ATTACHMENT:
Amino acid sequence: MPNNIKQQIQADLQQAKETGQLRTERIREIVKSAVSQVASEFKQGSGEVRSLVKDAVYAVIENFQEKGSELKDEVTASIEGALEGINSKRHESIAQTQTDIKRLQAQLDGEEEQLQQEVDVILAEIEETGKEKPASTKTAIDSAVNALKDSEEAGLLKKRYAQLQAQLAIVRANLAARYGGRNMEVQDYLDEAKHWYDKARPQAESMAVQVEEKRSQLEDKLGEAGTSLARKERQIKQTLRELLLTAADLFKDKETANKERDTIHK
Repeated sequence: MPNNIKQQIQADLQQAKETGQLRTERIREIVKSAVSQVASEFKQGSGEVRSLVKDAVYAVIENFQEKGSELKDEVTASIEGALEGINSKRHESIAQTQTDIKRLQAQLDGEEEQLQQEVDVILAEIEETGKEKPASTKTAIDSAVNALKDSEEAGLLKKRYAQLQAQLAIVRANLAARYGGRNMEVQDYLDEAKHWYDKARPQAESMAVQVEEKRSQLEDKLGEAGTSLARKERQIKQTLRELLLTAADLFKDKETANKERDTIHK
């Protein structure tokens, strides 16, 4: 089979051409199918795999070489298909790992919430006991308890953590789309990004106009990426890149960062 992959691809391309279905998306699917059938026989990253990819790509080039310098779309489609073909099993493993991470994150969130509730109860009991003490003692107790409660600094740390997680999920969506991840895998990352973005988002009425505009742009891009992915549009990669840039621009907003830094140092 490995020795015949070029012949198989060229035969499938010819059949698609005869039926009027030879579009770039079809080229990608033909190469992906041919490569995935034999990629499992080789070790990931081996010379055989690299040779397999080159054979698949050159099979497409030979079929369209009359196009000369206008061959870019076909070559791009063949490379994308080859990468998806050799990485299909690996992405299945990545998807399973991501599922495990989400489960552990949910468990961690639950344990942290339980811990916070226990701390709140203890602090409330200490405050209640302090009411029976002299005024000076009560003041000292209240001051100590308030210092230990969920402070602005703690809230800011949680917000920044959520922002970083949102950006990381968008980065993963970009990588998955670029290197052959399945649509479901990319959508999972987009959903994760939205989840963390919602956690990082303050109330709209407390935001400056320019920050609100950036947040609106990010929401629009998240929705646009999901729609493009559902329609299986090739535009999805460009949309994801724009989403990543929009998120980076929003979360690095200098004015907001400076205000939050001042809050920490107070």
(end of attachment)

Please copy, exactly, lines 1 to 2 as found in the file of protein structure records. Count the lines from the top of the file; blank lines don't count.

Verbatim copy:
Amino acid sequence: MPNNIKQQIQADLQQAKETGQLRTERIREIVKSAVSQVASEFKQGSGEVRSLVKDAVYAVIENFQEKGSELKDEVTASIEGALEGINSKRHESIAQTQTDIKRLQAQLDGEEEQLQQEVDVILAEIEETGKEKPASTKTAIDSAVNALKDSEEAGLLKKRYAQLQAQLAIVRANLAARYGGRNMEVQDYLDEAKHWYDKARPQAESMAVQVEEKRSQLEDKLGEAGTSLARKERQIKQTLRELLLTAADLFKDKETANKERDTIHK
Repeated sequence: MPNNIKQQIQADLQQAKETGQLRTERIREIVKSAVSQVASEFKQGSGEVRSLVKDAVYAVIENFQEKGSELKDEVTASIEGALEGINSKRHESIAQTQTDIKRLQAQLDGEEEQLQQEVDVILAEIEETGKEKPASTKTAIDSAVNALKDSEEAGLLKKRYAQLQAQLAIVRANLAARYGGRNMEVQDYLDEAKHWYDKARPQAESMAVQVEEKRSQLEDKLGEAGTSLARKERQIKQTLRELLLTAADLFKDKETANKERDTIHK